How to build a Straw Bale House, Consider the Basics First

How to build a Straw Bale House, Consider the Basics First

Constructing a plaster and straw bale house is an eco-friendly and low-cost way to make a house. In fact, a straw bale house is a house, which can last for many years. Aside from being cheap to maintain, it is also energy efficient.

Below are some of the things to note when building a straw bale house:

  • Create a Plan

How small or big do you want to build? Have you thought of the rooms you like to build? Where are the doors and windows going to go? What are the services you like? Consider creating a floor plan. You must sketch the room layouts as well as locate drain lines accurately for concrete slab where toilet drain, bathtub, and shower connections will be. Every section of its exterior wall must be a multiple of standard length of bale to use. This will let you reduce the bales you can cut and minimize waste as well.

Determine the Kind of Base You’ll Use to Support Your Ground Floor

The usual choices include a timber base or concrete pad that consists of double outside band with the center beam supported by the columns and connected by the floor joists on 16-inch centers. If you consider the traditional wood frame, check the building code of your local area for the frame element’s dimensions.

  • Prepare Foundation Footings

Check your area’s building codes for the composition and size of exterior wall foundation. Electrical wiring, fresh water plumbing, and natural gas pipes would be added under the timber floors, above the slab, above ceilings or in walls.

  • Construct a Frame of Metal or Timber

Frame transfers the roof load down to the foundation and must be strong enough. Cables can be stretched through the structure’s bales if you want stability to share stresses of bale shifting or possible bulging.

  • During Construction, Stay Dry Through Putting the Roof

Consider putting the roof on before you add the wall bales since you do not like your bales to get soaked with ice, snow, and rain.

  • Create a Straw Bale Wall Using Straw

Take note that straw is from the harvested grain stalks. These should remain dry, tightly bound to avoid moist air, and less than twenty percent moisture content. Both of such factors are essential to prevent rotting of bales after construction. To create the wall, you must sharpen some staves and secure them in the concrete or wood base.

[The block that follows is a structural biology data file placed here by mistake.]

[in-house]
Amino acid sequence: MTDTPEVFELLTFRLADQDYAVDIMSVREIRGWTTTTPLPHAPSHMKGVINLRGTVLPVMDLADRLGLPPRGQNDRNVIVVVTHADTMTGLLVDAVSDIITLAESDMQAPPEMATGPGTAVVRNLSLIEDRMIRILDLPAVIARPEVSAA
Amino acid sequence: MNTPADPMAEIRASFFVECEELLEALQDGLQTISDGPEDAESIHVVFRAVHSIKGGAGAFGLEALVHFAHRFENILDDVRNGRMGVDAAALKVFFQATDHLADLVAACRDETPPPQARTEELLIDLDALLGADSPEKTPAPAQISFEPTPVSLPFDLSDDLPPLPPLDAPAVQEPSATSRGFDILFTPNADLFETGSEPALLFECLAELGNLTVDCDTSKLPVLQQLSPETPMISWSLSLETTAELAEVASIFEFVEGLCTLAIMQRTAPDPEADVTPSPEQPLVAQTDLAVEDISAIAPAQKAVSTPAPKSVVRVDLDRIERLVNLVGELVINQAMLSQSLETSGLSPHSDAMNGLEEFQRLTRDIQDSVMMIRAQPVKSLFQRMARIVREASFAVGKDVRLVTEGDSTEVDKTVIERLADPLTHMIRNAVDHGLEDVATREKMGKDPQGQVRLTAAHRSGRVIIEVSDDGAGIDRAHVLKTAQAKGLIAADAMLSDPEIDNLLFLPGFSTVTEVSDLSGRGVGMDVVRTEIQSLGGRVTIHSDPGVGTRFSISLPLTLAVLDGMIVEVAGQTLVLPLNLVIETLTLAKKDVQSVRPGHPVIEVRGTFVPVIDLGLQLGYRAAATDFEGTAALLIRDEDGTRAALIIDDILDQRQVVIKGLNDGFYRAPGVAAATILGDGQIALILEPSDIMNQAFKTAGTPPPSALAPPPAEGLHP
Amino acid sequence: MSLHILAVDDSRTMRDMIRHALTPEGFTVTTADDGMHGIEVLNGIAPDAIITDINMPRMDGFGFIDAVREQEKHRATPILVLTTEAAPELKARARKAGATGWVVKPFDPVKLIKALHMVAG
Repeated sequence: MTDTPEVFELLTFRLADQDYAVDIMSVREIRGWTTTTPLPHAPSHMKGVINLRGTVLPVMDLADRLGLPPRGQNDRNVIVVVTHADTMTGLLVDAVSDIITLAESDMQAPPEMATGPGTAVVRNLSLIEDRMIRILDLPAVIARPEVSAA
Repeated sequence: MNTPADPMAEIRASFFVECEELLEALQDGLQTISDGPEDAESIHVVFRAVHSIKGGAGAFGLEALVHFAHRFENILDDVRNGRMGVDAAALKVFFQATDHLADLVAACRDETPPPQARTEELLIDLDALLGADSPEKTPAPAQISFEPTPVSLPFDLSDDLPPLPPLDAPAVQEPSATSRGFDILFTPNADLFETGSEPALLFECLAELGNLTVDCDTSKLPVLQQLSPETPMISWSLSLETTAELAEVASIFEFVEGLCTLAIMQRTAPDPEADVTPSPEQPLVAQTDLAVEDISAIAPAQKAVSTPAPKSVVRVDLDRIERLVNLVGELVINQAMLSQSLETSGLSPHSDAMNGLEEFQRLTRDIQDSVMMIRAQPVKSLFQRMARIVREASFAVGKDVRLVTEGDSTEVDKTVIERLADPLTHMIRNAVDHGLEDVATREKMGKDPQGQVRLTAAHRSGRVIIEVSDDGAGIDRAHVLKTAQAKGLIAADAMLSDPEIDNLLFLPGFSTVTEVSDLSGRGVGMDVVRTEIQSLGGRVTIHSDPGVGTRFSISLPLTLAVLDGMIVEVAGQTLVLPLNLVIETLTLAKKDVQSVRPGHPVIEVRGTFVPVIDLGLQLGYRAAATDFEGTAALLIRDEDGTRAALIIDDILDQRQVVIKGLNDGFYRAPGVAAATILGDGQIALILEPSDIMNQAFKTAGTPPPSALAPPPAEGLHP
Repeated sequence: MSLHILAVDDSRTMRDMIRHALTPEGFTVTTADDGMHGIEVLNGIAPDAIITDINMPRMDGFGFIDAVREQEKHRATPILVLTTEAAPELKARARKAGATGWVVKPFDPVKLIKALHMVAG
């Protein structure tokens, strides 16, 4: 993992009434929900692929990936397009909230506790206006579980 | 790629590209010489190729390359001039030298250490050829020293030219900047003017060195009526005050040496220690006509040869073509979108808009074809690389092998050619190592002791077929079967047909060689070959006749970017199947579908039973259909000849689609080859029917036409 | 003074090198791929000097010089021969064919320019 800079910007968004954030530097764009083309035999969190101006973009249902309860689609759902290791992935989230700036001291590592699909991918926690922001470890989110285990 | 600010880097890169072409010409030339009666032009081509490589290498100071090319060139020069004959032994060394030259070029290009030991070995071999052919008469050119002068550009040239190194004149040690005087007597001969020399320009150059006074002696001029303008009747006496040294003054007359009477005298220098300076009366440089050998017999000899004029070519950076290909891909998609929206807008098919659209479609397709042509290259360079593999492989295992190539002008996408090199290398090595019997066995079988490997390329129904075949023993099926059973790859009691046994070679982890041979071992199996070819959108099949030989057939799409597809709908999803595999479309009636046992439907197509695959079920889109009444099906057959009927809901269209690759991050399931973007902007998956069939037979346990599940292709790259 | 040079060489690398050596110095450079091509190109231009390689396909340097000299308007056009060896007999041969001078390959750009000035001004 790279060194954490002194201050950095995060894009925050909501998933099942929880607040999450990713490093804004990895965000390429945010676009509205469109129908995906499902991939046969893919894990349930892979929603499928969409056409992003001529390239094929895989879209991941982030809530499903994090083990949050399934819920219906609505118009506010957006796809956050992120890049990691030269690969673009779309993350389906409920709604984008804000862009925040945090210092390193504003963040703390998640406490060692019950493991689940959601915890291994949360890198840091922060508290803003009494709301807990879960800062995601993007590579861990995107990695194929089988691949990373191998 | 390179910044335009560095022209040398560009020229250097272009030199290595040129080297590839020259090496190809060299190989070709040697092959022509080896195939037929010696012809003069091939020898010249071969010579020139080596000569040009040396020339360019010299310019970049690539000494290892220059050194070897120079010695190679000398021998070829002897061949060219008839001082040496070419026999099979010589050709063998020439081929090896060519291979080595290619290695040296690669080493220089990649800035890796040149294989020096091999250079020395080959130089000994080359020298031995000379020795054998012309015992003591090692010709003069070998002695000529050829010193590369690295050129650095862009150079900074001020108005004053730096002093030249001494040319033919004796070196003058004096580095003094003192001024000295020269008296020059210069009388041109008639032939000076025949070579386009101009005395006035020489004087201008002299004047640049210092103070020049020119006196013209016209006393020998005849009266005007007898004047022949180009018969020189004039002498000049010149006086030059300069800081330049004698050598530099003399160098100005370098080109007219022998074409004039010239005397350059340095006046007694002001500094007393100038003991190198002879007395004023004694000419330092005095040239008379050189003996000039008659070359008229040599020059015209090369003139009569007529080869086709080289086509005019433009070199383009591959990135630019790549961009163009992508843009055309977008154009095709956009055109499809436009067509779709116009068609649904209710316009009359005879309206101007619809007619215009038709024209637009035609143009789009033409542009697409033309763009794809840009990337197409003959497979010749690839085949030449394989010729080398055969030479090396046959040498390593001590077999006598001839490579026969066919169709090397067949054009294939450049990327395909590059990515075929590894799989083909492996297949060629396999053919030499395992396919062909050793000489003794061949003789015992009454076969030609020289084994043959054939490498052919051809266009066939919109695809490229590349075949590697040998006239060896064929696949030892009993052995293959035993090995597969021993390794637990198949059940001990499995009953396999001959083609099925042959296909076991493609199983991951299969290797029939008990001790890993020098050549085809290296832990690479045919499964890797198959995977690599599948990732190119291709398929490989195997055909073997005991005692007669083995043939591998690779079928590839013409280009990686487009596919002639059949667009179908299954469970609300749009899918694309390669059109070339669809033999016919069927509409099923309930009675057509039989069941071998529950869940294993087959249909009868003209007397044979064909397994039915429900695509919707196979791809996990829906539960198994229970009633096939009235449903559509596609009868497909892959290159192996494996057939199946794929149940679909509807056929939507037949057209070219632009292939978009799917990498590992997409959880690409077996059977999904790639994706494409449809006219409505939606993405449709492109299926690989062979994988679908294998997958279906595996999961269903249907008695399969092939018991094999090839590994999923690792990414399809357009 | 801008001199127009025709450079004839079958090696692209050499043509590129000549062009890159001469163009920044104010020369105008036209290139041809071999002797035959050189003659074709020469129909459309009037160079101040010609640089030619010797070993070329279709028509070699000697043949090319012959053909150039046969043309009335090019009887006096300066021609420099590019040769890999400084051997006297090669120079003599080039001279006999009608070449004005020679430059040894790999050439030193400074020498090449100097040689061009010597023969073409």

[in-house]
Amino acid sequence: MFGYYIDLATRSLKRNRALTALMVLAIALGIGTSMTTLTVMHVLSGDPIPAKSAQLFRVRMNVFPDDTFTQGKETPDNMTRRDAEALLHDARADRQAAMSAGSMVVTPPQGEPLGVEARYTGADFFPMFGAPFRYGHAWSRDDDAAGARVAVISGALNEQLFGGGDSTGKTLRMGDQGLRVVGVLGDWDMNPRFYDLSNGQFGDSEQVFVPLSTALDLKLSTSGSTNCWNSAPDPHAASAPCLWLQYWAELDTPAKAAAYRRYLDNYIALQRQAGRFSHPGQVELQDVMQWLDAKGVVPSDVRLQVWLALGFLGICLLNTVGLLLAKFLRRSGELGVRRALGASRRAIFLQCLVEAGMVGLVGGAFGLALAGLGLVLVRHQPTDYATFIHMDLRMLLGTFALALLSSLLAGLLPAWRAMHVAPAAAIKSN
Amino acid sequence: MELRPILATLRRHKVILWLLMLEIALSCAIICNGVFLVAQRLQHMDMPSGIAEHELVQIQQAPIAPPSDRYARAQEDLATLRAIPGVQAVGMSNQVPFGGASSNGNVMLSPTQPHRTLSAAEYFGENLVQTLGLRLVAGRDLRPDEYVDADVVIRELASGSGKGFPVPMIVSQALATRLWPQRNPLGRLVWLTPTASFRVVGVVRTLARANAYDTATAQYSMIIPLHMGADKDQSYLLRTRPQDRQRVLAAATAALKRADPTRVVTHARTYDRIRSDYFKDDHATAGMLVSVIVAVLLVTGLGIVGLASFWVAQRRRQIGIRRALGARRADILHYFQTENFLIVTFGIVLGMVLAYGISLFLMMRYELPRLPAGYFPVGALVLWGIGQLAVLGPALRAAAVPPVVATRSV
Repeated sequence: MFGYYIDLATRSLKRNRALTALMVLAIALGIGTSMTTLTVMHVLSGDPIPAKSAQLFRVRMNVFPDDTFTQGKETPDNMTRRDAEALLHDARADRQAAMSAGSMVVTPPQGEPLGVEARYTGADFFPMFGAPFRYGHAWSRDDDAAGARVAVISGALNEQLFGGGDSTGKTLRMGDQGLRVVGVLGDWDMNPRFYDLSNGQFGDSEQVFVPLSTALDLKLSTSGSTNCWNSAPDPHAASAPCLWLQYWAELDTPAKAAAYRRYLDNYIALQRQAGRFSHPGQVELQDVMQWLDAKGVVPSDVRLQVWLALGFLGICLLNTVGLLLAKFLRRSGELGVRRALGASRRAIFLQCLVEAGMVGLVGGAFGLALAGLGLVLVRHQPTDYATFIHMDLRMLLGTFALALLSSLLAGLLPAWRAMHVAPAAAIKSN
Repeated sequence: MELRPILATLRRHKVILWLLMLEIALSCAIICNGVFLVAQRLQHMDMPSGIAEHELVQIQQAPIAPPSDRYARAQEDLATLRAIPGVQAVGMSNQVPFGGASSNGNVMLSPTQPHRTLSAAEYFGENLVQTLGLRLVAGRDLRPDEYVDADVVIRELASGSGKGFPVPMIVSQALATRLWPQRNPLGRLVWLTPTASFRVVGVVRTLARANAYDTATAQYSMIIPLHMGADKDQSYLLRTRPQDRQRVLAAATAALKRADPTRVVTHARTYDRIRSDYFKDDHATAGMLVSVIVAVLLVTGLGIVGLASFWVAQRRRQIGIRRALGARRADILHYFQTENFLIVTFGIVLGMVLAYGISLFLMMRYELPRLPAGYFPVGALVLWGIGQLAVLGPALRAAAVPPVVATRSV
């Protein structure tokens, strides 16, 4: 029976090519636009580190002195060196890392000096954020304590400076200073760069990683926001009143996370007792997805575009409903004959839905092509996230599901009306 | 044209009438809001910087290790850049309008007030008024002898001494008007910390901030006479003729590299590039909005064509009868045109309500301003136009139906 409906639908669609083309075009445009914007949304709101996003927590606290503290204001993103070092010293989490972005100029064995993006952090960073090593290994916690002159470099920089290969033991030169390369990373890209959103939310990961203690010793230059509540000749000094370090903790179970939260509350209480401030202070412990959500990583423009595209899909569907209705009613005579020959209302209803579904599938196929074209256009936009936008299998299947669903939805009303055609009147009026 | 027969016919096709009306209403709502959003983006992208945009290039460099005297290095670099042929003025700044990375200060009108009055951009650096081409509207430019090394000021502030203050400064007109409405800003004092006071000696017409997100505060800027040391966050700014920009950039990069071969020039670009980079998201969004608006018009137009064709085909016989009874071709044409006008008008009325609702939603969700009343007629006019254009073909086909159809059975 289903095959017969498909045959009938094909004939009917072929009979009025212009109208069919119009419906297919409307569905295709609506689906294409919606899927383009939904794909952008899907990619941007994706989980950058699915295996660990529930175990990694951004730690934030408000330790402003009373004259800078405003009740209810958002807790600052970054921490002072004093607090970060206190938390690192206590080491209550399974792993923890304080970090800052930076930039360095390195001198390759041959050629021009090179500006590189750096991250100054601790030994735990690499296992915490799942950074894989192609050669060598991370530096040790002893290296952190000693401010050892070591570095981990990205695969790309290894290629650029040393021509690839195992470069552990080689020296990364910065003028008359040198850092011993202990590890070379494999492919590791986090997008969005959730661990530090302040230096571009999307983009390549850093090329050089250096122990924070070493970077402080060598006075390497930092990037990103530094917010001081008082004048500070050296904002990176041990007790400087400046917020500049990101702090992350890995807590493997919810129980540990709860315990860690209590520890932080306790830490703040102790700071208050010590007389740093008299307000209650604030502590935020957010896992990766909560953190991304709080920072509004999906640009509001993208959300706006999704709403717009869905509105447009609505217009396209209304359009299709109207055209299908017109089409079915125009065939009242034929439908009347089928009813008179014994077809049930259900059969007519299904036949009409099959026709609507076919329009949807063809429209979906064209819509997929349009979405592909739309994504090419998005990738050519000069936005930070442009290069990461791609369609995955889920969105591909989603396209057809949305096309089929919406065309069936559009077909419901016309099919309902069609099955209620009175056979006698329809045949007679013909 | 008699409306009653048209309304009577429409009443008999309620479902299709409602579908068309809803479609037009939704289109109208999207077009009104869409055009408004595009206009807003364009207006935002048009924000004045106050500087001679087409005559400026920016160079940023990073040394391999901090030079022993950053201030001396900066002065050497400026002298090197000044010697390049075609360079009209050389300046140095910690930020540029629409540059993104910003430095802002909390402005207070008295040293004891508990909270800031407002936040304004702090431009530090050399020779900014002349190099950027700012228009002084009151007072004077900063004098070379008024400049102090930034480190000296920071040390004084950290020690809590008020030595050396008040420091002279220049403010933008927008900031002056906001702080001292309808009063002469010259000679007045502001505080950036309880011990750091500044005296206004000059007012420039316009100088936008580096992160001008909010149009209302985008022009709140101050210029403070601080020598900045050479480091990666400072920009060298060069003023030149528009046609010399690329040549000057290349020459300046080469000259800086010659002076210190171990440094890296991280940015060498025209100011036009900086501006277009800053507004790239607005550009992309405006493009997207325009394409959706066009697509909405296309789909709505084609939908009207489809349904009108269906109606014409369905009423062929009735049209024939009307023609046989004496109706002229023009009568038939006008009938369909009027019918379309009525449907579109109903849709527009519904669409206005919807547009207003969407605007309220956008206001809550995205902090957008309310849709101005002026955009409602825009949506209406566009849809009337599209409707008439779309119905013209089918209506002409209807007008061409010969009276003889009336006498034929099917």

• Plaster Walls

There are numerous kinds of soft plaster to use. Some are based on the formulations of available materials locally. Select the finest one through balancing the cost, effectiveness, and availability for your climate. Make sure to apply using traditional plastering tools for smooth finish or for rustic finish, you can use your hands.

  • Put in Doors and Windows

You must have left some holes for doors and windows. Install your door and window casings through securing them to the framing posts or to the plastered walls outfitted with the staves.

  • Consider Applying Breathable Paints

Search for the mineral silicate paints that are free of petroleum solvents, resins, and biocides. Applying a breathable pain isn’t different than applying a conventional paint, yet you have to follow manufacturer guidance because products differ from one another. To paint, see to it that the walls are dry, free of oils, and clean.

In Conclusion, the main thing to note and that should greatly impact your decision is the climate of the area. Say you build one of these in Hawaii where it can rain constantly. Chances are you will end up with a mold ridden home unless you plan accordingly. Even then you will probably still end up with mold. These homes are best in very dry climates like Arizona for example. 

So consider this article as what to learn about in each step much further. You Tube and building sites should be studied accordingly in great detail. Also consider if AirCrete would be more suitable for your plans. Plan out your costs, your skills, help you might need, electrical and plumbing as well as interior plans. Add some extra costs in there for things that could go wrong. 

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